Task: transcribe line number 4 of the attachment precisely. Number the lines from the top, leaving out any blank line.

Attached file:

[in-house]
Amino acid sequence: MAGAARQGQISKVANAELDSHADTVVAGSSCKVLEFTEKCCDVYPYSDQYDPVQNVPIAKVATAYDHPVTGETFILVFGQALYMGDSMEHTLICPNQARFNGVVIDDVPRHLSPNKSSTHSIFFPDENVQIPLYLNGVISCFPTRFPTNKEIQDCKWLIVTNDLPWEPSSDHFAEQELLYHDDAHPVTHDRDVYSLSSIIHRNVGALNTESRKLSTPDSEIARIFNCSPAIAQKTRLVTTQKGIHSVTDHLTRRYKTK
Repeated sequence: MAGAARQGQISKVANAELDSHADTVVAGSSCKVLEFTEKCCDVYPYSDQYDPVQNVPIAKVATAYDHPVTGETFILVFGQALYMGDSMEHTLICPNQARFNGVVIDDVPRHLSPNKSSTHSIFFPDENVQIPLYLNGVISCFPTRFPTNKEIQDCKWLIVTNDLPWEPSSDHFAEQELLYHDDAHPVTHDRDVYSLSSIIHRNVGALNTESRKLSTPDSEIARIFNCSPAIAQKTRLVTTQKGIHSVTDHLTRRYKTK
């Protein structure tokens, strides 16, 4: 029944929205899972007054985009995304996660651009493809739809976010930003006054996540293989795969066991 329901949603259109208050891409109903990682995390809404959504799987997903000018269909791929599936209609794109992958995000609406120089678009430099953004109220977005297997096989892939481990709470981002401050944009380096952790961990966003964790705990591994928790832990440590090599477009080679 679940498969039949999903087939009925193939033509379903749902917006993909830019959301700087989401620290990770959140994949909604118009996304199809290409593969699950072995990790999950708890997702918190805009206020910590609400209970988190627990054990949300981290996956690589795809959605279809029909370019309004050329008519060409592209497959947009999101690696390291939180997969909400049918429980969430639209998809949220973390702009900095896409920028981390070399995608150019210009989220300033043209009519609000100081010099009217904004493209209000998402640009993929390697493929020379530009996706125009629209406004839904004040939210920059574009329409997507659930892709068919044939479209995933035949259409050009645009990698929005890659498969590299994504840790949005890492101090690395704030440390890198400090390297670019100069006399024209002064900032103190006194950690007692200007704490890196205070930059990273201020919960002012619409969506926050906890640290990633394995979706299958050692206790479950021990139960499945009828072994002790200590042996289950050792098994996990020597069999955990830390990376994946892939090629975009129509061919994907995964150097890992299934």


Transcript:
């Protein structure tokens, strides 16, 4: 029944929205899972007054985009995304996660651009493809739809976010930003006054996540293989795969066991 329901949603259109208050891409109903990682995390809404959504799987997903000018269909791929599936209609794109992958995000609406120089678009430099953004109220977005297997096989892939481990709470981002401050944009380096952790961990966003964790705990591994928790832990440590090599477009080679 679940498969039949999903087939009925193939033509379903749902917006993909830019959301700087989401620290990770959140994949909604118009996304199809290409593969699950072995990790999950708890997702918190805009206020910590609400209970988190627990054990949300981290996956690589795809959605279809029909370019309004050329008519060409592209497959947009999101690696390291939180997969909400049918429980969430639209998809949220973390702009900095896409920028981390070399995608150019210009989220300033043209009519609000100081010099009217904004493209209000998402640009993929390697493929020379530009996706125009629209406004839904004040939210920059574009329409997507659930892709068919044939479209995933035949259409050009645009990698929005890659498969590299994504840790949005890492101090690395704030440390890198400090390297670019100069006399024209002064900032103190006194950690007692200007704490890196205070930059990273201020919960002012619409969506926050906890640290990633394995979706299958050692206790479950021990139960499945009828072994002790200590042996289950050792098994996990020597069999955990830390990376994946892939090629975009129509061919994907995964150097890992299934």